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Everything posted by hollywud

  1. While I have my deep suspicions about Clinton, right now the simply fact is the choice is between her or Trump. While neither choice is optimum, Trump reads like an open book that could easily be titled the English version of "Mein Kampf." A vote for Trump will collapse economies around the world and that is just the start of worse things to come.
  2. Personally, I am thrilled that Bombardier, through all it's launch struggles, has built another wonderful aircraft by the looks and sounds of it (pun intended). We should all be proud of this company and what means for this country and our industry.
  3. Going to Bali or Jakarta from Toronto, Vancouver, LAX, New York? Let's see, Garuda or Cathay Pacific? Garuda could be giving away free tickets or direct flights but I would fly CX every time. I didn't include Air Canada in this, solely because they don't fly to Bali or Jakarta.
  4. Hi J.O, funny you should ask. We thought, like many others that the show had ended so we got into our car and found ourselves hopelessly trying to exit. Then we heard and saw the 'Waco' doing it's thing. I heard a jet engine but couldn't make where the sound was coming from. We decided to stay put instead of leave, jumped out of our car and watched and marvelled at the Waco flying. In fact, it turned out to be one of the highlights of the show in my opinion. It was crazy what this machine could do - especially climbing vertically and literally watching it hang on the prop/jet thrust. We loved it!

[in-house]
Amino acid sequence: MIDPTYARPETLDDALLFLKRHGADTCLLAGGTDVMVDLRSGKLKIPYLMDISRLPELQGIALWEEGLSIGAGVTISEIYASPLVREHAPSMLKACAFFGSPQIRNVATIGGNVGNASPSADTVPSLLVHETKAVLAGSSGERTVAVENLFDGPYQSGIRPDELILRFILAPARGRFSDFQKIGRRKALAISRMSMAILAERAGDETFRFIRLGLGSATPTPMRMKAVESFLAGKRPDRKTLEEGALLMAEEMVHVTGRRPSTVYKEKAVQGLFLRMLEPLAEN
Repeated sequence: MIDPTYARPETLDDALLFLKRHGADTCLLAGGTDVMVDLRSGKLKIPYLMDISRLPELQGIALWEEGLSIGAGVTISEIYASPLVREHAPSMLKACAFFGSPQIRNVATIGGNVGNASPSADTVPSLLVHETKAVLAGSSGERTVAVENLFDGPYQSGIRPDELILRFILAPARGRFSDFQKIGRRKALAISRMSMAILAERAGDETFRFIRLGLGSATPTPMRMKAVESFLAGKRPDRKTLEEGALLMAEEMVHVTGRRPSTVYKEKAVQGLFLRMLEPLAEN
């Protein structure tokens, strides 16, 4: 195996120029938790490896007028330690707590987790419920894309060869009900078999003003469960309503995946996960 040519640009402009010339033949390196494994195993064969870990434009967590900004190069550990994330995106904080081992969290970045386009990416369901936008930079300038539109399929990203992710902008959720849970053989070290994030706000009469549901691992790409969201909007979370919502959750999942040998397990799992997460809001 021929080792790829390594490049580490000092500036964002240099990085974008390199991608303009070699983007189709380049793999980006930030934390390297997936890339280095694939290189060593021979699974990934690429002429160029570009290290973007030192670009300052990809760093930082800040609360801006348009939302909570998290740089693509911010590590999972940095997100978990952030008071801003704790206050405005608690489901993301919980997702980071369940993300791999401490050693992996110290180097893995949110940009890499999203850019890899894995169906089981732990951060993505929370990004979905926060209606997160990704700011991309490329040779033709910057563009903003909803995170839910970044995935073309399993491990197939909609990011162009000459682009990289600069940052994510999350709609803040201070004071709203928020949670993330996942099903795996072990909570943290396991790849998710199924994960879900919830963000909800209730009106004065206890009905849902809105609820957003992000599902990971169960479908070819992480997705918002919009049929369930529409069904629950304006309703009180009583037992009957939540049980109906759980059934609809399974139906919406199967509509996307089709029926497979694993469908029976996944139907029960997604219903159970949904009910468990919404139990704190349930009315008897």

5. Typically we only hear negative occurrences from the media. I'm sure there are plenty of positive examples of the operation, none that we will ever hear about. I'm not defending them, but this sort of thing does happen - even to the best of us.
  6. I took my family to our yearly Abbotsford Airshow. Having twin 13 years old, this year was different from previous years. This year, after watching the Snow Birds outperform the Breitling Team (at least in our opinion they did), both of them started mumbling about how 'cool' it would be to fly for the military. Also, they were in awe at watching the long line of young and old waiting to get the Snow Bird pilots autograph! The Snow Birds are wonderful ambassadors for the Canadian Military but do need an equipment change. The Hawk gets my vote!